But recently I was reminded of one of the primary reasons for my success. I attended a networking event; while there I went out of my way to introduce two people with synergistic needs. They were both grateful for my helping them find each other, and I suspect at some point in the future we will meet again and they will remember me and my help.
Which brings me directly to the title of this post: How “Paying it Forward” can help you build a candidate pipeline. I cannot count the number of times I freely gave advice, referrals, feedback and other forms of help to consultants and hiring managers – all of whom were clear about the fact that they were not going to use my agency for the topic they were asking about. They just wanted to pick my brain regarding the going rates/salaries or the availability of a certain skill set. I also cannot count how many times I had those same people in turn sent referrals my way: referrals that resulted in many, many thousands of dollars in new revenue for me.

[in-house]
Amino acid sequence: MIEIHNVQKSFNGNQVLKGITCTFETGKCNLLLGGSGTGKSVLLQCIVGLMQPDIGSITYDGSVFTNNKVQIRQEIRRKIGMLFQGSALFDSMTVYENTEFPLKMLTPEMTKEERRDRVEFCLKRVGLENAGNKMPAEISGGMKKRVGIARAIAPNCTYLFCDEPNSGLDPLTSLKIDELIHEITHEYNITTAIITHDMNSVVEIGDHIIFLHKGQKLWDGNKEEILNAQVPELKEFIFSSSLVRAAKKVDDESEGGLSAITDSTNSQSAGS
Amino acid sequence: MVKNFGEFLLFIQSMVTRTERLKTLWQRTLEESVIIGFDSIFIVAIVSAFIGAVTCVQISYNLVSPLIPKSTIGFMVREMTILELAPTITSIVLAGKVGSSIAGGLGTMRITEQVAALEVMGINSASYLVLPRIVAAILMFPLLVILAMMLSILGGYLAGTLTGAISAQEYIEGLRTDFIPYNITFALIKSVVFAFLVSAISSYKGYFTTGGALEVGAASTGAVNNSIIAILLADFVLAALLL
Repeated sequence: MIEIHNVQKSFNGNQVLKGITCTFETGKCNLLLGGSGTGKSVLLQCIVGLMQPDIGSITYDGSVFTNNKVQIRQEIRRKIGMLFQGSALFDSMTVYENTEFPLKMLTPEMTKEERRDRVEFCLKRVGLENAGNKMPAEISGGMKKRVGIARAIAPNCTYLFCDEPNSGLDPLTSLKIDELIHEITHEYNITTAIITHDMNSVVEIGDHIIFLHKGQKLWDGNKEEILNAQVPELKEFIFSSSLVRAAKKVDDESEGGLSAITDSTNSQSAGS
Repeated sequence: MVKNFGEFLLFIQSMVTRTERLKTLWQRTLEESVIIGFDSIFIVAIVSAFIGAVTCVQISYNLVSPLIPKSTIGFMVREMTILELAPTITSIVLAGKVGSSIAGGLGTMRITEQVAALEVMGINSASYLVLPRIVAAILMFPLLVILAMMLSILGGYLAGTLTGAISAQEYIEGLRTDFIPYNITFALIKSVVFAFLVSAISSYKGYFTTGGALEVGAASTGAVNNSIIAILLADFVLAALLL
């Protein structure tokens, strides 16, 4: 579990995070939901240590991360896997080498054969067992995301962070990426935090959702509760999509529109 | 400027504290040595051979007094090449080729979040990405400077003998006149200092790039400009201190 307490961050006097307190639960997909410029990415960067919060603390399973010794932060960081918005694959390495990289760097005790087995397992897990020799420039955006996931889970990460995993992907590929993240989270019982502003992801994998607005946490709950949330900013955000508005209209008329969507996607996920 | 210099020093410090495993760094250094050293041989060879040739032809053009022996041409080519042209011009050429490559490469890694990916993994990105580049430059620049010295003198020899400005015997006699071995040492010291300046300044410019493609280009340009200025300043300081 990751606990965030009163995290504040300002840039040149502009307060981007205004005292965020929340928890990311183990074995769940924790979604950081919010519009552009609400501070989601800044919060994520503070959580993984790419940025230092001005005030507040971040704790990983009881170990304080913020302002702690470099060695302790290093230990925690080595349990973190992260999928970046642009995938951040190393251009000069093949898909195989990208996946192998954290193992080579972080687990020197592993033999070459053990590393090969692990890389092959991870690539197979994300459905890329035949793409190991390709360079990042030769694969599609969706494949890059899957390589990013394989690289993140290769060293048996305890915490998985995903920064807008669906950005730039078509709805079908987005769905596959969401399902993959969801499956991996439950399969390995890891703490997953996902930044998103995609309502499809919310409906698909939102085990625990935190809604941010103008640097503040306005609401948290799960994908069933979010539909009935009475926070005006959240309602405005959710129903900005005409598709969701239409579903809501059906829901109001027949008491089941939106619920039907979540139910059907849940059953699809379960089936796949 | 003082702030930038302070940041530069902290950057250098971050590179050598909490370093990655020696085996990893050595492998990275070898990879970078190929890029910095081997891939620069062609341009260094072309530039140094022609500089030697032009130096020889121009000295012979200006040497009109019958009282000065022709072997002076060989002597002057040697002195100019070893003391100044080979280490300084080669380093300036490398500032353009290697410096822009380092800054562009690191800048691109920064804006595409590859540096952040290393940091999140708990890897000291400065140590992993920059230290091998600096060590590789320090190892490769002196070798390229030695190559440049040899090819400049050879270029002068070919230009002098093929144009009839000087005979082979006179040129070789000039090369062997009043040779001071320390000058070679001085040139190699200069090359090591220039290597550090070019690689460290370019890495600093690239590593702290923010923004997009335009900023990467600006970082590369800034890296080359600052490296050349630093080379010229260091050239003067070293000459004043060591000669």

All because of one single thing, which is at the core of this post: I was genuinely focused on and interested in helping the candidates or clients I was networking with. I called every consultant in my “circle” every 6 months just to say hi and ask them if there was anything I could do for them. I called every hiring manager I knew every 6 months, just to say hi and see how their projects were going. After a while a lot of them called me before the 6 month ‘check-in’ date. I had the advantage of being able to call almost any consultant I knew and openly ask them if they knew anyone fit for a position I was trying to fill: I was often referred to a candidate who filled my opening. I had the advantage of calling any of my clients, asking if they knew of any projects elsewhere that needed consultants, and they would tell me if they knew. I could even call a lot of prospective clients and get referrals; even if they couldn’t get me on their own company’s vendor list, they appreciated the value I added enough to refer me to other managers they knew.